Shanghai Incident, a fine spy novel, tells the story of David Chapman, who is an old China hand and OSS undercover agent.  (Office of Strategic Services – the precursor to the CIA run by Wild Bill Donovan.)  Chapman had parachuted into China in the closing days of World War II to ‘fix’ a few things, and he’s been ‘fixing’ things for his boss at the Agency ever since.  The story takes place in 1948, a year before Mao’s communists are poised to take over the mainland and steep it in glorious red revolution – along with war and death and murder and the loss of all freedom.  But that’s neither here nor there concerning Chapman’s story, just a bit of background.  Chapman’s been sent back to look for a missing scientist with a secret – the secret and the scientist have mysteriously disappeared.  Chapman is a tough guy but thoughtful, an interesting mix in a hero, and the book moves with intrigue and style.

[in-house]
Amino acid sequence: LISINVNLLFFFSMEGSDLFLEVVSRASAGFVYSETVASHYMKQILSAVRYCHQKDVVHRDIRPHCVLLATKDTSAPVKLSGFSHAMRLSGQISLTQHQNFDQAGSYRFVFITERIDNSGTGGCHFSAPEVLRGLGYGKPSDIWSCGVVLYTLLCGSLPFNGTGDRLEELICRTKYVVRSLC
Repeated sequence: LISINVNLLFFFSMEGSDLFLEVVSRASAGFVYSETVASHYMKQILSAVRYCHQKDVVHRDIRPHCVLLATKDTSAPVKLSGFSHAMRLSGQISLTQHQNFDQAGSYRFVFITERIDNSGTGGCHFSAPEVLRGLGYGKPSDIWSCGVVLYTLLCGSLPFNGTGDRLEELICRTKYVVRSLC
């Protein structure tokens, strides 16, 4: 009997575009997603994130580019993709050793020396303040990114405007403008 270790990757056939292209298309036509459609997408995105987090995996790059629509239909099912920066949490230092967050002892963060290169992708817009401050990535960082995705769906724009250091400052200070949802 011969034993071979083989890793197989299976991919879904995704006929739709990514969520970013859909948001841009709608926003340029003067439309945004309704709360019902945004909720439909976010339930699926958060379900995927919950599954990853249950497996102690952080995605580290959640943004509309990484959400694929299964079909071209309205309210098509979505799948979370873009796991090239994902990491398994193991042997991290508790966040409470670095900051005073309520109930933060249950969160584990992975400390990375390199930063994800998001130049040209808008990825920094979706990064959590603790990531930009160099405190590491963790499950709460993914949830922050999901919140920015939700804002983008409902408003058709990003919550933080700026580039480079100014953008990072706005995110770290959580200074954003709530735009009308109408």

What begins as a tough hard-boiled novel about murder turns into a spy story and eventually becomes a fine noir thriller, especially once the gorgeous and mysterious blonde femme fatale, Anne Nichols, enters the picture.  Chapman, of course, falls for her, and apparently, she falls for him too – but I think it might be safe to say (and I’m not letting out too much here) that she may have ulterior motives.  There are also a lot of other well-drawn characters in this book, such as ‘businessmen’ who are involved in politics and spying and other unsavory acts, such as in the black market.